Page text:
The image of the shepherd as a symbol for God’s leadership and pastoral care of his people occurs at various places across the Hebrew scriptures, most famously in the Shepherd Psalm, number 23. It has also taken a significant hold on the Christian imagination. Some of the most popular pictures of Jesus are those that depict him as a shepherd, leading a flock of sheep, or bringing the lost sheep home on his shoulders.
This picture of Jesus has influenced the church’s images of its leaders, so that in many traditions the ordained minister is called the “pastor,” and ministerial care of the community is called “pastoral care.” Behind both of these understandings of ministerial vocation is the sense that the minister is called to lead in the image of Jesus’ leadership, to be the shepherd as Jesus is shepherd.
Jesus’ shepherd-discourse takes place during the feast of Hanukkah, or the feast of the Dedication, which commemorated the victory of Judas Maccabeus some two hundred years earlier.
Every time the Jewish people celebrated Hanukkah, they certainly thought about God and liberation. They also thanked God for having the Temple back again. But they also thought about kings, and how they became kings.
Here we see Jesus, walking in the Temple during this festival, talking about the good shepherd, the real shepherd, the king who would come and show all the others up as a bunch of thieves and brigands. Never let it be thought that Jesus’ message was anything other than controversial—and dangerous. Never forget that this famous ‘good shepherd’ chapter of John 10, ends with people trying to stone Jesus to death.
Jesus’ ‘sheep’ are therefore those who hear and receive his message of a different kingdom. His life has climaxed in the revelation of God being at work in and through him. While many have accepted his redefinition of kingship many others do not, because they are determined to follow a vision of the ‘age to come’ which will be attained through the establishment of a worldly kingdom.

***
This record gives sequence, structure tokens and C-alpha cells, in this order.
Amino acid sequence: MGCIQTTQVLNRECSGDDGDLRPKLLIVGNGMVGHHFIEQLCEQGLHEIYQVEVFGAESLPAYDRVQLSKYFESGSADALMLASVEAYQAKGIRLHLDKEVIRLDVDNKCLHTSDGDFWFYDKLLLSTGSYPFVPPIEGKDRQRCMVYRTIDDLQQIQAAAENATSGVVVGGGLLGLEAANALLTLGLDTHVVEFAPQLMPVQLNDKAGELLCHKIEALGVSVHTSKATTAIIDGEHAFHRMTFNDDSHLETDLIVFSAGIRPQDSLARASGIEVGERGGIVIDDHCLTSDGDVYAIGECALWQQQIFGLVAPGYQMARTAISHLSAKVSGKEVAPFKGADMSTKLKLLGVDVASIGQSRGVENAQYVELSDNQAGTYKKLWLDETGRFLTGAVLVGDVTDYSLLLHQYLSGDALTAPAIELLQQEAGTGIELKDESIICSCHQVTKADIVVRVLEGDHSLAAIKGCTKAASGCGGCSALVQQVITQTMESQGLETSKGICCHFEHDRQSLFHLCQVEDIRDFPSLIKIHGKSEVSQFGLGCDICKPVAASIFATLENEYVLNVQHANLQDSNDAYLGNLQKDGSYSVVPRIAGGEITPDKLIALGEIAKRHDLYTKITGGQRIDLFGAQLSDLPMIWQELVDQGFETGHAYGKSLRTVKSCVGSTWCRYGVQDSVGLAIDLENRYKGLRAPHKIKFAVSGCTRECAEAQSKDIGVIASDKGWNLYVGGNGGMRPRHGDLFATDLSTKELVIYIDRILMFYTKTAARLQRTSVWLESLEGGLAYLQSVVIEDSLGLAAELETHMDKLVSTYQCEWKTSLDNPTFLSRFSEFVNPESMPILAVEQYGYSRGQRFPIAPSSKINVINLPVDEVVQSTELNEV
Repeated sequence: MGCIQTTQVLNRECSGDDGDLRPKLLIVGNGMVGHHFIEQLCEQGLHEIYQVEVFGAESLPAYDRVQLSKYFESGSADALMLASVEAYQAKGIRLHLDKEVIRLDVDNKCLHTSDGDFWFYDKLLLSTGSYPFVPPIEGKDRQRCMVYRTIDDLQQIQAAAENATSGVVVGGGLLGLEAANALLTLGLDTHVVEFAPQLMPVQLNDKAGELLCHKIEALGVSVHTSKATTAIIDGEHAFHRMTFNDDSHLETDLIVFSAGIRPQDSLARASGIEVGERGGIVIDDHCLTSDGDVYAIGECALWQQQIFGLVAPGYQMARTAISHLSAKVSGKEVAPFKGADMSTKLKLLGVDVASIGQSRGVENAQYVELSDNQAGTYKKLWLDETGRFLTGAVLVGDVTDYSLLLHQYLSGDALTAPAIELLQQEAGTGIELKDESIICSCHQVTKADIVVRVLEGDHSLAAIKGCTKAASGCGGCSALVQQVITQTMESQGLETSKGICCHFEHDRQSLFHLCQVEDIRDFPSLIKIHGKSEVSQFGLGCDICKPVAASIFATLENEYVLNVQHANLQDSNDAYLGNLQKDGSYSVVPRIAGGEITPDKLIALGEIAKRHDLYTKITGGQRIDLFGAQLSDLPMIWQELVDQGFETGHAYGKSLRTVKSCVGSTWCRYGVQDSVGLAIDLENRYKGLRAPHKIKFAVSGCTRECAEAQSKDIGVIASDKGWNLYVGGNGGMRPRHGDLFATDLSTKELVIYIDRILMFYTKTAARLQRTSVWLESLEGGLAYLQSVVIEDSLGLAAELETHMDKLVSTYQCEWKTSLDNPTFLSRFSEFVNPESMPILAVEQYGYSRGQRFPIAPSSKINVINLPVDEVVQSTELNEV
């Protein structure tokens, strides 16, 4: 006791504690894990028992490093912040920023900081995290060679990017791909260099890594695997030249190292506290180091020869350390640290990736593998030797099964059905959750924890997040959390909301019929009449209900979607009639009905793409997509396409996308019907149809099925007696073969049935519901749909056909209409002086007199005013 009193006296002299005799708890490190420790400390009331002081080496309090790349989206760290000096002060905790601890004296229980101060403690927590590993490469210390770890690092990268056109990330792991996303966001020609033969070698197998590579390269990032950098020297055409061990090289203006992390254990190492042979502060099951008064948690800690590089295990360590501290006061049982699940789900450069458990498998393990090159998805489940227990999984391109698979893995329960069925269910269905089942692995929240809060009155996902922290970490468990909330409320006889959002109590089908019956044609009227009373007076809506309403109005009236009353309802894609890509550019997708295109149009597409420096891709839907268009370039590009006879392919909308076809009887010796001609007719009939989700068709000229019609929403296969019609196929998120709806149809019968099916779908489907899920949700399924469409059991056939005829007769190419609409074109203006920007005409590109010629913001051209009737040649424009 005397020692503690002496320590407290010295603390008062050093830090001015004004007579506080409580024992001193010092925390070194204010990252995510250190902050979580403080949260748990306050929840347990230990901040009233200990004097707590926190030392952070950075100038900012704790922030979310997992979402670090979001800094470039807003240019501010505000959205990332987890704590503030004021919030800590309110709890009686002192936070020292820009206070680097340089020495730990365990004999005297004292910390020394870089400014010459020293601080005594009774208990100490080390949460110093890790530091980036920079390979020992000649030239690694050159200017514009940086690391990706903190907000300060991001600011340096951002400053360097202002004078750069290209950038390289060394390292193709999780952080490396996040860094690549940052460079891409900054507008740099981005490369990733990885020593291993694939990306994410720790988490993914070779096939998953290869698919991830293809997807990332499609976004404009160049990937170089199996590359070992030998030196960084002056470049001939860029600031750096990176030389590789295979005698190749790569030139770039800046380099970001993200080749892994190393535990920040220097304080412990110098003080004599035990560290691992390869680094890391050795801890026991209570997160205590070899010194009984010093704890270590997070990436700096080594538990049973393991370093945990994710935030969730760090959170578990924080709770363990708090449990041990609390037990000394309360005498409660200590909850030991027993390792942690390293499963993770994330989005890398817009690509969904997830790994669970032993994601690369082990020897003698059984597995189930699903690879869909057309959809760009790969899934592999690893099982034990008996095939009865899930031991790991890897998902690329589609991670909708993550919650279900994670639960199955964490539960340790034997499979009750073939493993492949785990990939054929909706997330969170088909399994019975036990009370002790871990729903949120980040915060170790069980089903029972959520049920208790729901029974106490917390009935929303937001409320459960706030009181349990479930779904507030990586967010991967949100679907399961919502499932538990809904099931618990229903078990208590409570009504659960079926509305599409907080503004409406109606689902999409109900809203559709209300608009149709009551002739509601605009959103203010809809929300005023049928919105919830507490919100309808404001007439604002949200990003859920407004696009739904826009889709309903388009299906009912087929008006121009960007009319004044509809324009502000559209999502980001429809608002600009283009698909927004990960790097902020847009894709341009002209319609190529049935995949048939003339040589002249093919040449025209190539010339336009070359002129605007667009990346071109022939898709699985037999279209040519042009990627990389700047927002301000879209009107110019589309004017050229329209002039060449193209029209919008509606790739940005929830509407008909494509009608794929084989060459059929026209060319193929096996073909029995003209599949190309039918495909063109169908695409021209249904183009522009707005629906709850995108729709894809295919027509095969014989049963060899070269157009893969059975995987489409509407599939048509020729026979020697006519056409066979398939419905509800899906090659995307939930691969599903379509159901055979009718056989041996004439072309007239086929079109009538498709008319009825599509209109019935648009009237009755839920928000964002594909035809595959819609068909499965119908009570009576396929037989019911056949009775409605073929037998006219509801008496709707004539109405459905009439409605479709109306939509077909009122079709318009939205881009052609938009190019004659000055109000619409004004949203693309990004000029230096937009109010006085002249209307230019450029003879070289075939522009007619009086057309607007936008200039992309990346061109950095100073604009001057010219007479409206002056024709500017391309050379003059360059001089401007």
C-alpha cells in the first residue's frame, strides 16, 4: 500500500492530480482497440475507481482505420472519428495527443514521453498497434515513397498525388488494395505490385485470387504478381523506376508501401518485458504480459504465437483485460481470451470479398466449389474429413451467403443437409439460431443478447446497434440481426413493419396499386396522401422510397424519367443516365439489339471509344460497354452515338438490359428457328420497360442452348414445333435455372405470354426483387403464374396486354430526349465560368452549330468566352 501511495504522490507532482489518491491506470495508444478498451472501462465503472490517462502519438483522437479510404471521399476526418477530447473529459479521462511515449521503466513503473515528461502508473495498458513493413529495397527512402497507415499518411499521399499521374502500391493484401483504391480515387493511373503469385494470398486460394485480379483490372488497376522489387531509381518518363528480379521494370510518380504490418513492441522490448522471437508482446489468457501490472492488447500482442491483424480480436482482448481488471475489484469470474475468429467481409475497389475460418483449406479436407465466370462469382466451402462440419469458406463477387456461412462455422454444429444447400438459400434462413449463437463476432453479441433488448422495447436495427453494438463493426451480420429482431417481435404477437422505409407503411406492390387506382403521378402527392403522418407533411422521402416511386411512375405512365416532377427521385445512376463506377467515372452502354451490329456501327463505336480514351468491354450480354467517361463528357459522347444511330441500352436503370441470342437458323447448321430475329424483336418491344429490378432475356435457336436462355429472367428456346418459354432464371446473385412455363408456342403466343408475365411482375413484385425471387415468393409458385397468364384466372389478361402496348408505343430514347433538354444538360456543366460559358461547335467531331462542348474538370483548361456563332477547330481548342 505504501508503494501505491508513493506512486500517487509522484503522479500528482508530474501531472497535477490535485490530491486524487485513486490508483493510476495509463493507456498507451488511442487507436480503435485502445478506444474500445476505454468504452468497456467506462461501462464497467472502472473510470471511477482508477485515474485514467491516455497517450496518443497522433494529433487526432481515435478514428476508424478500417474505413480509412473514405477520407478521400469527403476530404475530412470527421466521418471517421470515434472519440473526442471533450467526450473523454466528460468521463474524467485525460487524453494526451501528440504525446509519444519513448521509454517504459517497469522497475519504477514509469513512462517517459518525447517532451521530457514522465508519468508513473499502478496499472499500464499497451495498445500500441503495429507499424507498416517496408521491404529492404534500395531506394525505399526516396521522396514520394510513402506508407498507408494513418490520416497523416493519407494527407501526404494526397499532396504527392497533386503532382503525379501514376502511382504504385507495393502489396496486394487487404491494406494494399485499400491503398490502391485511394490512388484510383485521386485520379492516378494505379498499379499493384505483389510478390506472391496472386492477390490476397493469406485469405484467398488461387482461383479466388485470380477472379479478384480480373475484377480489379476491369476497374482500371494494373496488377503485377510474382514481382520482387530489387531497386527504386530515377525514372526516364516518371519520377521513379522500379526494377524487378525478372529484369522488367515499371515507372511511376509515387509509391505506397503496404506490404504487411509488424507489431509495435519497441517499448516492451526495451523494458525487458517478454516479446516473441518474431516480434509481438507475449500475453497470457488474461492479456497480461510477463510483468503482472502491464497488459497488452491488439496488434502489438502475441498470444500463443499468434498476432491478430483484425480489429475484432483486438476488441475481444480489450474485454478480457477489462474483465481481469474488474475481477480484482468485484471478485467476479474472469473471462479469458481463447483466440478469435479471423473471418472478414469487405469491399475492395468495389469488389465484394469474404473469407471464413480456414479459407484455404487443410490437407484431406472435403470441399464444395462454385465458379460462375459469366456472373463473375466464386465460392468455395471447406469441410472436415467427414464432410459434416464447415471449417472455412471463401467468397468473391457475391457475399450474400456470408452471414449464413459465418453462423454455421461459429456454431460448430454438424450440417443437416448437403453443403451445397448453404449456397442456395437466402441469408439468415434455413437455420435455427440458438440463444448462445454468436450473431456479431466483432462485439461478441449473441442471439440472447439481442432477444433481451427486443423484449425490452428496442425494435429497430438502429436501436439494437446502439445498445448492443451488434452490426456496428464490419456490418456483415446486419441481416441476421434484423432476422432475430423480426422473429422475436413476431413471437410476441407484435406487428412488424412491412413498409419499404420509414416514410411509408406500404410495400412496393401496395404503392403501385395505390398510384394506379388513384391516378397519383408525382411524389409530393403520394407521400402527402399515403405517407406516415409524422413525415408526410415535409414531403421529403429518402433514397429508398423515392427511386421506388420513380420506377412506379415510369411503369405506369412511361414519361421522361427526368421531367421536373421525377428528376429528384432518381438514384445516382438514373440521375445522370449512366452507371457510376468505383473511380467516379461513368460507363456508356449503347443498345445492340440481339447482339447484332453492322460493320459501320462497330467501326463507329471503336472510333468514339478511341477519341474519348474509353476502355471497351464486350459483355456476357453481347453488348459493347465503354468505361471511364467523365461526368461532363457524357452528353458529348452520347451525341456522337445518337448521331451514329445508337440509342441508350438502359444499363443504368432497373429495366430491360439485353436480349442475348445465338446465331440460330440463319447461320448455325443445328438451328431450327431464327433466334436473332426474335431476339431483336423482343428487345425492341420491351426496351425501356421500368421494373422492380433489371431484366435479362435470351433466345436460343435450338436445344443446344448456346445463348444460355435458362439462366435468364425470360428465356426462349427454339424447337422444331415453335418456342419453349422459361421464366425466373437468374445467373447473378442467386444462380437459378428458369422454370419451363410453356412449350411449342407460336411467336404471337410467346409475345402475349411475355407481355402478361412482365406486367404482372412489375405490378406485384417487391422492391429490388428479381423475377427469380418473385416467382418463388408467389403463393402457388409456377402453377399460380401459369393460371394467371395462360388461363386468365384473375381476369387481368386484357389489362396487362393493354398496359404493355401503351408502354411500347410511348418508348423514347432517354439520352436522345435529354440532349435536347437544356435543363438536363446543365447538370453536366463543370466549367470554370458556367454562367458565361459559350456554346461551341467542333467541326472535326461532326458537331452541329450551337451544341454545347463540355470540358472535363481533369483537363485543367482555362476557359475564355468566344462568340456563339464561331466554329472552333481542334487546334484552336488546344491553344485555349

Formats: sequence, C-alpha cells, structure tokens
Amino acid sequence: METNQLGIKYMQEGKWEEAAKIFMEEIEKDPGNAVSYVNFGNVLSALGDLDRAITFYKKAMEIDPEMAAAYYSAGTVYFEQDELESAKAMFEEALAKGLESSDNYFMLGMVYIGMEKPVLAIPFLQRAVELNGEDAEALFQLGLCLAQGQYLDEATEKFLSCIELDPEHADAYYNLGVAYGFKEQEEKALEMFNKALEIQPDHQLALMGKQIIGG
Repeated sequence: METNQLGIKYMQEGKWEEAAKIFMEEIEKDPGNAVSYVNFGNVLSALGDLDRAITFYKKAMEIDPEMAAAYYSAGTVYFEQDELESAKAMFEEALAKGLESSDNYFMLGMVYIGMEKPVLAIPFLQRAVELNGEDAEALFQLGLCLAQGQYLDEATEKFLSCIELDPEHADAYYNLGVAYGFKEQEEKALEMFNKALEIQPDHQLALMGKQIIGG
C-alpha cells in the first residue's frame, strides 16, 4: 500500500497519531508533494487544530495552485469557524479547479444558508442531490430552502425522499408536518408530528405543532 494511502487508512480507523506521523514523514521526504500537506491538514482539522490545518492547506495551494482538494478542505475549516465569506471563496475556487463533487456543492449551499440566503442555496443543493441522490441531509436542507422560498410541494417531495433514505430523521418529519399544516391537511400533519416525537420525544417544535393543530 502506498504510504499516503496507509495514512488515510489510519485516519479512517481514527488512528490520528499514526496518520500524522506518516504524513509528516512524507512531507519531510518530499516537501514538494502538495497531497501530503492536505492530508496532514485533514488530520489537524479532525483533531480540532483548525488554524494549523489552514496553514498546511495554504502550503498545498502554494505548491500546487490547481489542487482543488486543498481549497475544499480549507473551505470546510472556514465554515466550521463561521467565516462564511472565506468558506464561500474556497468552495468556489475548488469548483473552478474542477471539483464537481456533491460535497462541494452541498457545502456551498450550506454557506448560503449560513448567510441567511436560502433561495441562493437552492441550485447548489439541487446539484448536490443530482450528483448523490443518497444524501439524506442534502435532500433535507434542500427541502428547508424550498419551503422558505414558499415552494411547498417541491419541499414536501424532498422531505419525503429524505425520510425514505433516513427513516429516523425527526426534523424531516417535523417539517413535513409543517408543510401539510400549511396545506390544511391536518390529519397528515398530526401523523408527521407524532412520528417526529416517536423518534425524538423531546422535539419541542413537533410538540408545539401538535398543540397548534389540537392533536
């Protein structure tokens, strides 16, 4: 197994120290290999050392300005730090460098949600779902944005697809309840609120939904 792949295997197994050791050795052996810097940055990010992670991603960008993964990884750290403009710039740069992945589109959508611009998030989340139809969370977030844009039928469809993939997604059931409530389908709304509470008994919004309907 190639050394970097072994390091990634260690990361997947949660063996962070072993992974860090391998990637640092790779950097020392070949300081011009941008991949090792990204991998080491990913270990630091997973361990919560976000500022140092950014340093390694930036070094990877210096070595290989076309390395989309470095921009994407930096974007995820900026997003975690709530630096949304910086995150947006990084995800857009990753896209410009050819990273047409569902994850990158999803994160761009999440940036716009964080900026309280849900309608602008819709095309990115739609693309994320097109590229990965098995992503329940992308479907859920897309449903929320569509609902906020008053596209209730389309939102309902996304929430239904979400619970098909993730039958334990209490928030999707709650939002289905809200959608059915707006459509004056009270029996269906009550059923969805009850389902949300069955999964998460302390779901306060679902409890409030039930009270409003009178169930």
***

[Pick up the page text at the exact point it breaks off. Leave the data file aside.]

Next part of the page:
Jesus promises that he will give us eternal life – but we should not be too quick to translate this phrase ‘eternal life’ into something that is less Jewish, and more Platonic, suggesting simply an endless state of disembodied post-mortem bliss. In the first-century Jewish world, the phrase meant primarily ‘the life of the age to come’, that new age where heaven and earth have crashed together, in which wrongs would be righted, sins forgiven and God would be all in all. That is precisely what Jesus was claiming to offer. And he was claiming that, despite the pressure among his contemporaries to seek a Maccabean-style solution to their present plight, that God had ensured that some at least would follow him and find thereby the narrow way that would lead to life. In this, as in all things, Jesus and the Father were always one.
Grace and peace.
Fourth Sunday of Easter (Good Shepherd Sunday); John 10:27-30